2015-01-01

    Constipation is characterized by a variety of bowel symptoms such as difficulty passing stool, hard stool, and a feeling of incomplete evacuation. The multifactorial causes of constipation limit the clinical efficacy of current conventional treatments that use a single drug that acts through only one pathway. To complement the shortcomings of the current Western medical model and provide a complete holistic approach, herbal medicines capable of targeting multiple organs and cellular sites may be used. In Japan, many herbs and herbal combinations have traditionally been used as foods and medicines. Currently, Japanese physicians use standardized herbal combinations that provide consistent and essential quality and quantity. This review highlights representative Japanese herbal medicines (JHMs), Rhei rhizoma-based JHMs including Daiokanzoto and Mashiningan, and Kenchuto-based JHMs including Keishikashakuyakuto and Daikenchuto, which coordinate the motility of the alimentary tract. This review provides a framework to better understand the clinical and pharmacological efficacies of JHMs on constipation according to the unique theory of Japanese traditional medicine, known as Kampo medicine. PMID:25904866

  18. Constipation and herbal medicine.

    PubMed

    Iizuka, Norio; Hamamoto, Yoshihiko

    2015-01-01

    Constipation is characterized by a variety of bowel symptoms such as difficulty passing stool, hard stool, and a feeling of incomplete evacuation. The multifactorial causes of constipation limit the clinical efficacy of current conventional treatments that use a single drug that acts through only one pathway. To complement the shortcomings of the current Western medical model and provide a complete holistic approach, herbal medicines capable of targeting multiple organs and cellular sites may be used. In Japan, many herbs and herbal combinations have traditionally been used as foods and medicines. Currently, Japanese physicians use standardized herbal combinations that provide consistent and essential quality and quantity. This review highlights representative Japanese herbal medicines (JHMs), Rhei rhizoma-based JHMs including Daiokanzoto and Mashiningan, and Kenchuto-based JHMs including Keishikashakuyakuto and Daikenchuto, which coordinate the motility of the alimentary tract. This review provides a framework to better understand the clinical and pharmacological efficacies of JHMs on constipation according to the unique theory of Japanese traditional medicine, known as Kampo medicine. PMID:25904866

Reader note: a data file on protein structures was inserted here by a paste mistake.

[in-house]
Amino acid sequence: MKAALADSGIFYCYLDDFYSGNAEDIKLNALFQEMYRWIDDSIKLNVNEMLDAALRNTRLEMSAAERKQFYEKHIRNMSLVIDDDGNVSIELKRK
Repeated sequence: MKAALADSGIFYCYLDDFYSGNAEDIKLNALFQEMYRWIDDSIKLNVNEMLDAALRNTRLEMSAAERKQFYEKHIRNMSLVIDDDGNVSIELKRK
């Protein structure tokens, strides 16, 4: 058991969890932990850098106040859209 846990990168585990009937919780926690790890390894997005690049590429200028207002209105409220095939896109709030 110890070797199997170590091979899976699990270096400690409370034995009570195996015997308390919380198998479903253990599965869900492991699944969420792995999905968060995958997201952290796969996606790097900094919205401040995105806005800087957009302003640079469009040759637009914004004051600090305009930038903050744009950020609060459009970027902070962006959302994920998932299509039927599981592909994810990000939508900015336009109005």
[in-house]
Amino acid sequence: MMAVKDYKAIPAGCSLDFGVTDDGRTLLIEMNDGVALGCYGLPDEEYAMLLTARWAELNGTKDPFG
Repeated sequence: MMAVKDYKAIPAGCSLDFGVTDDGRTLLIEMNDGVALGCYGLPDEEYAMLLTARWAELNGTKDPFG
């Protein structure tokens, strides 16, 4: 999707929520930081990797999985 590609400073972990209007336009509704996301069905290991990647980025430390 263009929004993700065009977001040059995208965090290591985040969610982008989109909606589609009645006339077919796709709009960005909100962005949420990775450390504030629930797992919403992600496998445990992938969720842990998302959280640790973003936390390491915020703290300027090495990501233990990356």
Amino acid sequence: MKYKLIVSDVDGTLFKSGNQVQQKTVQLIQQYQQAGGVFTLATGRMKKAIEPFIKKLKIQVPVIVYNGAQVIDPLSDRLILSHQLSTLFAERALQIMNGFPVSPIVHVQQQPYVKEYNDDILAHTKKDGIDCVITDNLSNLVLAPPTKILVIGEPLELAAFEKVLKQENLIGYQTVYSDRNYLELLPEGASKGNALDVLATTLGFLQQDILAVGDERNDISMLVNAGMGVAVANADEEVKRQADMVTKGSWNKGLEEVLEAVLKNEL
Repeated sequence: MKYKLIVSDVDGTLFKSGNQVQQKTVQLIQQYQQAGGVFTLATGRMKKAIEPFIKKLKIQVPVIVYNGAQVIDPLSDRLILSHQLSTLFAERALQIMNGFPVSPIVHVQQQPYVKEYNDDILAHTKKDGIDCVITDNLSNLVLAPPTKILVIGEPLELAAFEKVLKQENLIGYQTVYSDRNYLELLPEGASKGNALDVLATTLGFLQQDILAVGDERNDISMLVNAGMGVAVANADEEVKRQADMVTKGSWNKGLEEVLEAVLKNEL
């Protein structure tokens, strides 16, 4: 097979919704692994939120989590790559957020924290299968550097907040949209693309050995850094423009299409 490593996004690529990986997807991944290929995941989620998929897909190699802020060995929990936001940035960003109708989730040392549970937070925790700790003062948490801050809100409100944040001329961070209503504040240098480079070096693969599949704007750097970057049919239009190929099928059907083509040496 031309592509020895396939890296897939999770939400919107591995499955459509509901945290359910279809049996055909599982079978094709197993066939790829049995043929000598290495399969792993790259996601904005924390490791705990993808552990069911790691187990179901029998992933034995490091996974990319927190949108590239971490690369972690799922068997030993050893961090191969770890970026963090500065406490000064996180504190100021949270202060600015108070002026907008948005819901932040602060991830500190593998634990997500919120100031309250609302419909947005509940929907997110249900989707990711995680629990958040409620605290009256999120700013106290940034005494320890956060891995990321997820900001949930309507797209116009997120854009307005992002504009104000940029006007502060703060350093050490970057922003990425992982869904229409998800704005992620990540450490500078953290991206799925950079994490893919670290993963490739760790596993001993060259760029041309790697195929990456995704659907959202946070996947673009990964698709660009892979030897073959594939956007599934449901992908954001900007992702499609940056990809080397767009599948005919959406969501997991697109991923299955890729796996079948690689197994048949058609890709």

19. Rapid identification of traditional Chinese herbal medicine by direct analysis in real time (DART) mass spectrometry.

    PubMed

    Wang, Yang; Li, Chunmei; Huang, Liang; Liu, Li; Guo, Yunlong; Ma, Li; Liu, Shuying

    2014-10-01

    Direct analysis in real time-mass spectrometry (DART-MS) was employed as a novel fast method to identify traditional Chinese herbal medicine (TCHM). In order to obtain high quality mass spectra, the ionization temperature was optimized for every kind of sample. With minimal or no sample pretreatment, major TCHM components, including alkaloids, flavonoids and some ginsenosides, were directly detected within several seconds, while thirteen ginsenosides need derivatization to get good mass spectra. Pseudoginsenoside F11, compound K, protopanaxatriol (PPT) and protopanaxadiol (PPD), for the first time were detected without derivatization. Among five of eight tested Chinese herbal medicines, Rhizoma Corydalis, Bulbus Fritillariae Thunbergii, Arecae Semen, Ramulus Uncariae Cum Uncis and Scutellariae Radix, were first time identified by DART-MS. In addition, the ionization mechanisms of major herbal components, alkaloids, flavonoids and ginsenosides, were discussed in detail. Our results demonstrated that DART-MS could provide a rapid, reliable and environmental friendly method for the rapid identification of TCHM, and may be applicable to other plants. PMID:25201274

  20. Inhibitory effect of Yukmijihwang-tang, a traditional herbal formula against testosterone-induced benign prostatic hyperplasia in rats

    PubMed Central

    2012-01-01